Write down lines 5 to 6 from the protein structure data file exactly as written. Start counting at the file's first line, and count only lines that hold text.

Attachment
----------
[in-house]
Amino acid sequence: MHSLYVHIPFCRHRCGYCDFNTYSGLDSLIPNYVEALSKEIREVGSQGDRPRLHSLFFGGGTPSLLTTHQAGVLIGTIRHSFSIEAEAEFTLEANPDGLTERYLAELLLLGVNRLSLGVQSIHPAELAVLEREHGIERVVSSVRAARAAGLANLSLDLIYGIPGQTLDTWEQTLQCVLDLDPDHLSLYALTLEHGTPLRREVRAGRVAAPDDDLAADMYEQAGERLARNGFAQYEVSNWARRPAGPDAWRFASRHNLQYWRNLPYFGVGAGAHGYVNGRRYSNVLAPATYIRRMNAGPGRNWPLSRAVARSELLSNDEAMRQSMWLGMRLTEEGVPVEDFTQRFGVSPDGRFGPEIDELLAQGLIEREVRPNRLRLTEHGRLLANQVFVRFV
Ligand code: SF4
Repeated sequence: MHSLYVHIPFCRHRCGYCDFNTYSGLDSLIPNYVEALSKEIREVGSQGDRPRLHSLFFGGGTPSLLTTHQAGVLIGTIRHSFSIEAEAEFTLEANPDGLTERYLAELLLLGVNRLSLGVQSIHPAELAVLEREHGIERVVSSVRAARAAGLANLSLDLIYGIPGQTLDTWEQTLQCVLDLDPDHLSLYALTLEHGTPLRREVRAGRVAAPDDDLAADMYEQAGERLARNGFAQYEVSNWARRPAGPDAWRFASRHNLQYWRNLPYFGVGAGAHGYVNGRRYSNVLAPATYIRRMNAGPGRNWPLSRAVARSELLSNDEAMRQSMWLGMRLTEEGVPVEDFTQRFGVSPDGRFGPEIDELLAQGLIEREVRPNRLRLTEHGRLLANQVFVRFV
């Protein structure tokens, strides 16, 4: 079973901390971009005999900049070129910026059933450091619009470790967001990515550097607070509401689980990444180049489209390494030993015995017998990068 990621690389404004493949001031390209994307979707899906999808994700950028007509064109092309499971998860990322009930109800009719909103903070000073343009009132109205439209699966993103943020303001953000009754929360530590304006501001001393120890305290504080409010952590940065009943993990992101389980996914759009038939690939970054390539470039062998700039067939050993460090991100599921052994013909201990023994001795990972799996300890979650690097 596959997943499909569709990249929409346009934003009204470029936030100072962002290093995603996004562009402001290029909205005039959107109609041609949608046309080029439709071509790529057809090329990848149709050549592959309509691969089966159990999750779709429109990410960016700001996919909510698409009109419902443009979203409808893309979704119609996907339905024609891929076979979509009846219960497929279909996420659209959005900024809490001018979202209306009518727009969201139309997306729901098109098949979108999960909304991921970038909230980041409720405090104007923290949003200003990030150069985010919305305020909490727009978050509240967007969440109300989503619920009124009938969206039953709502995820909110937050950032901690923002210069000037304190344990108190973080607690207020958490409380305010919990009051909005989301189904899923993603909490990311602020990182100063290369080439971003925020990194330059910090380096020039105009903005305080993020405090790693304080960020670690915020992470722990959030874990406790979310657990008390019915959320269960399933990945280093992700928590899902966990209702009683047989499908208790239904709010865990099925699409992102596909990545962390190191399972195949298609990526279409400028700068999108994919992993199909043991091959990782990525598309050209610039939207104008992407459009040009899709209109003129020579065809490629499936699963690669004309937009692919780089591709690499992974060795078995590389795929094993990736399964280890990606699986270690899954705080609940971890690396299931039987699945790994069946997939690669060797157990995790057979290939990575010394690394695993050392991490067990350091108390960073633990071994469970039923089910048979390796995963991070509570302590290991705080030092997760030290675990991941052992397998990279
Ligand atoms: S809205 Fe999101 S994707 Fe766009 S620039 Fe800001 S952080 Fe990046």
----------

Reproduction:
């Protein structure tokens, strides 16, 4: 079973901390971009005999900049070129910026059933450091619009470790967001990515550097607070509401689980990444180049489209390494030993015995017998990068 990621690389404004493949001031390209994307979707899906999808994700950028007509064109092309499971998860990322009930109800009719909103903070000073343009009132109205439209699966993103943020303001953000009754929360530590304006501001001393120890305290504080409010952590940065009943993990992101389980996914759009038939690939970054390539470039062998700039067939050993460090991100599921052994013909201990023994001795990972799996300890979650690097 596959997943499909569709990249929409346009934003009204470029936030100072962002290093995603996004562009402001290029909205005039959107109609041609949608046309080029439709071509790529057809090329990848149709050549592959309509691969089966159990999750779709429109990410960016700001996919909510698409009109419902443009979203409808893309979704119609996907339905024609891929076979979509009846219960497929279909996420659209959005900024809490001018979202209306009518727009969201139309997306729901098109098949979108999960909304991921970038909230980041409720405090104007923290949003200003990030150069985010919305305020909490727009978050509240967007969440109300989503619920009124009938969206039953709502995820909110937050950032901690923002210069000037304190344990108190973080607690207020958490409380305010919990009051909005989301189904899923993603909490990311602020990182100063290369080439971003925020990194330059910090380096020039105009903005305080993020405090790693304080960020670690915020992470722990959030874990406790979310657990008390019915959320269960399933990945280093992700928590899902966990209702009683047989499908208790239904709010865990099925699409992102596909990545962390190191399972195949298609990526279409400028700068999108994919992993199909043991091959990782990525598309050209610039939207104008992407459009040009899709209109003129020579065809490629499936699963690669004309937009692919780089591709690499992974060795078995590389795929094993990736399964280890990606699986270690899954705080609940971890690396299931039987699945790994069946997939690669060797157990995790057979290939990575010394690394695993050392991490067990350091108390960073633990071994469970039923089910048979390796995963991070509570302590290991705080030092997760030290675990991941052992397998990279
Ligand atoms: S809205 Fe999101 S994707 Fe766009 S620039 Fe800001 S952080 Fe990046």